I think it's a good deal for both clubs. The Twins have Joe Mauer ready to take over the catching job, and needed to find a taker for Pierzynski. The Giants wanted a relatively young catcher and had sufficient depth in their farm system to give up a couple of premium arms. Joe Nathan can take over a bullpen spot for the Twins if they can't keep LaTroy Hawkins from the free agent market. Bonser is making the transition from thrower to pitcher and should be ready to step into the Twins rotation in 2005. I think this is a good fit for both clubs.
Our focus in this report is Liriano, since he's the lefty and is the one you asked about. A 20-year-old Dominican, Liriano has an electric arm, capable of throwing a 95-mph fastball and a devastating slider. His command is OK, and he's said to be a very bright person. The problem is health. He missed the second half of 2002 with shoulder problems and was limited to just nine innings of work in 2003. Surgery has been avoided, and if he can stay away from the doctors, Liriano should develop into a special pitcher. That's a huge "if," of course. I'd be more comfortable if it was an elbow problem, which is easier to fix nowadays than shoulder woes.
Donald from Taos, New Mexico, writes: What happened to Mike Gosling of the Diamondbacks? I thought he was supposed to be a good prospect, but he got hit hard in Triple-A this year.
A second-round pick out of Stanford in 2001, Gosling was supposed to be in the Arizona rotation by now. He went 14-5 with a 3.13 ERA in 27 starts in Double-A in '02, but his 115/62 K/BB ratio in 167 innings was unimpressive and a warning sign for his chances in Triple-A. Indeed, Pacific Coast League hitters nailed him hard in '03, pushing his ERA to 5.61 in 26 starts for Tucson, leading to a 9-12 record. He gave up an incredible 190 hits in 136 innings, while posting a weak 89/56 K/BB ratio.
Gosling isn't the classic finesse lefty; he has decent stuff, including a 89-92 mph fastball, a slider and a curve. He throws strikes, and control in the classic sense wasn't his main problem this year. In college, he had bouts of inconsistency when he failed to throw quality strikes, and that seems to have been the problem in '03. His stuff is good, but it's not awesome; he can't just throw the ball down the middle of the plate and expect it to work.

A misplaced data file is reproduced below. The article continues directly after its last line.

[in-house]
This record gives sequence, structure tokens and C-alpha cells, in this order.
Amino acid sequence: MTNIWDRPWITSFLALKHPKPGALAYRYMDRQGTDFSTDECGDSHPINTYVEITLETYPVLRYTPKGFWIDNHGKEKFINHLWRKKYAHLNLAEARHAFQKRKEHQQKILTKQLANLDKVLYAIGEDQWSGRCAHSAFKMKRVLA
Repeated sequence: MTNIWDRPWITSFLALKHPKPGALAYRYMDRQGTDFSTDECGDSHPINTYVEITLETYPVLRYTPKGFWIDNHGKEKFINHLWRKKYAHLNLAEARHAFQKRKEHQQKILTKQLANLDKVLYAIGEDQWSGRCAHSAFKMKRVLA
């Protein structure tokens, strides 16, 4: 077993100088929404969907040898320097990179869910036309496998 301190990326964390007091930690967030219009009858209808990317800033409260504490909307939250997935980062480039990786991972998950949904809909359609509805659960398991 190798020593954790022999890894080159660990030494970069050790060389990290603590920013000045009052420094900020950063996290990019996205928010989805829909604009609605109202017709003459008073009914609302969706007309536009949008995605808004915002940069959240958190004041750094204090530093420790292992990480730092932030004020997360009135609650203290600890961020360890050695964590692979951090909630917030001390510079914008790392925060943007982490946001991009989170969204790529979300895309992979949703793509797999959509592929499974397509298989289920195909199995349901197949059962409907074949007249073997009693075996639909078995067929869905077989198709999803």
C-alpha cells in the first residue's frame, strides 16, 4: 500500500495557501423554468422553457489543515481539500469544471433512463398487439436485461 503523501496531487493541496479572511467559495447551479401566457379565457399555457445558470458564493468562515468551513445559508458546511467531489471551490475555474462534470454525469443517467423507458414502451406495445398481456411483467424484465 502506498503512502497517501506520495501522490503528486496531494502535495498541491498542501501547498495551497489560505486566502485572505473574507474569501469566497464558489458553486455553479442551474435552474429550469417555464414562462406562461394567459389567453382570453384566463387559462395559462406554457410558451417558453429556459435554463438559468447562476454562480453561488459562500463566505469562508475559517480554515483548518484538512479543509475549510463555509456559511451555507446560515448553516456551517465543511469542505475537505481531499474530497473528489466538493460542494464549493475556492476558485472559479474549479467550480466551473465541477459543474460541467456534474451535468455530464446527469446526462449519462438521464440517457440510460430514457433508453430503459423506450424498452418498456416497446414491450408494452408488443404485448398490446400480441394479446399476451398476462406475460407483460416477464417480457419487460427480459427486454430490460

I didn't see him pitch for Tucson. But I talked with an observer who did. Gosling went through a long bout this year of "nibbling," getting behind in the count, then coming in with stuff down the middle of the plate when he got behind the hitter. That, plus the standard difficulties of pitching in the high-offense PCL, was the root of his problem according to this source. That's correctable, and Gosling should not be regarded as a lost cause by any means. All this assumes there isn't some underlying health problem.
Reminder: I am now taking pre-orders for The 2004 Baseball Prospect Book, which you can get on my Web site at Johnsickels.com. I need pre-orders to cover printing and production costs. I anticipate a shipping date of Feb. 2, and I have the bugs worked out of the production process this year, which means fewer typos and editing glitches!
My book about Bob Feller (Bob Feller: Ace of the Greatest Generation) should start shipping in mid-December. You can find that on Amazon.com, and it should be carried in most bookstores.
John Sickels is the author of the 2004 Baseball Prospect Book, which can be ordered from his Web site, JohnSickels.com. He lives in Lawrence, Kan., with his wife, son and two cats. You can send John questions or comments at JASickels@aol.com.